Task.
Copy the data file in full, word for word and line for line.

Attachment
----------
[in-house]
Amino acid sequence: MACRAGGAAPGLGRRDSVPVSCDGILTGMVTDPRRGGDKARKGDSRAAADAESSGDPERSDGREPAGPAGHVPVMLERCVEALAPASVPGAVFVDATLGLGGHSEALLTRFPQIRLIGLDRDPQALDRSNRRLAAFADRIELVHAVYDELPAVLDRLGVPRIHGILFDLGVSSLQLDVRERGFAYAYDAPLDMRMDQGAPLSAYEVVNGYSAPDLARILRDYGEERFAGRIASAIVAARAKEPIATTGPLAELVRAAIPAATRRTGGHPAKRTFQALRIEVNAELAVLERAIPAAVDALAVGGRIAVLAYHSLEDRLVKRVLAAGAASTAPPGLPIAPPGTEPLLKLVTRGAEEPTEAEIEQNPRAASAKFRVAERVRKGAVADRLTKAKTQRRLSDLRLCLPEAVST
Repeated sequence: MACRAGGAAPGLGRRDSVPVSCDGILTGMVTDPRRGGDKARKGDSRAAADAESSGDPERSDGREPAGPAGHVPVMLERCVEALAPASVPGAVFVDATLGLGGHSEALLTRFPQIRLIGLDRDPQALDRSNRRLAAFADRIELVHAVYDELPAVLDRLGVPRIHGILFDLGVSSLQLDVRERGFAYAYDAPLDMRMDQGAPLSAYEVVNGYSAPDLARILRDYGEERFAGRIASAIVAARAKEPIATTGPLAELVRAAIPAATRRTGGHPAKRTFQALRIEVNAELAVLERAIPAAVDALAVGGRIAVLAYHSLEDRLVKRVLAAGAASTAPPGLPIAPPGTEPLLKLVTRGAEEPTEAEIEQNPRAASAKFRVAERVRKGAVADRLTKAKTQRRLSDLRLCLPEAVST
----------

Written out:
[in-house]
Amino acid sequence: MACRAGGAAPGLGRRDSVPVSCDGILTGMVTDPRRGGDKARKGDSRAAADAESSGDPERSDGREPAGPAGHVPVMLERCVEALAPASVPGAVFVDATLGLGGHSEALLTRFPQIRLIGLDRDPQALDRSNRRLAAFADRIELVHAVYDELPAVLDRLGVPRIHGILFDLGVSSLQLDVRERGFAYAYDAPLDMRMDQGAPLSAYEVVNGYSAPDLARILRDYGEERFAGRIASAIVAARAKEPIATTGPLAELVRAAIPAATRRTGGHPAKRTFQALRIEVNAELAVLERAIPAAVDALAVGGRIAVLAYHSLEDRLVKRVLAAGAASTAPPGLPIAPPGTEPLLKLVTRGAEEPTEAEIEQNPRAASAKFRVAERVRKGAVADRLTKAKTQRRLSDLRLCLPEAVST
Repeated sequence: MACRAGGAAPGLGRRDSVPVSCDGILTGMVTDPRRGGDKARKGDSRAAADAESSGDPERSDGREPAGPAGHVPVMLERCVEALAPASVPGAVFVDATLGLGGHSEALLTRFPQIRLIGLDRDPQALDRSNRRLAAFADRIELVHAVYDELPAVLDRLGVPRIHGILFDLGVSSLQLDVRERGFAYAYDAPLDMRMDQGAPLSAYEVVNGYSAPDLARILRDYGEERFAGRIASAIVAARAKEPIATTGPLAELVRAAIPAATRRTGGHPAKRTFQALRIEVNAELAVLERAIPAAVDALAVGGRIAVLAYHSLEDRLVKRVLAAGAASTAPPGLPIAPPGTEPLLKLVTRGAEEPTEAEIEQNPRAASAKFRVAERVRKGAVADRLTKAKTQRRLSDLRLCLPEAVST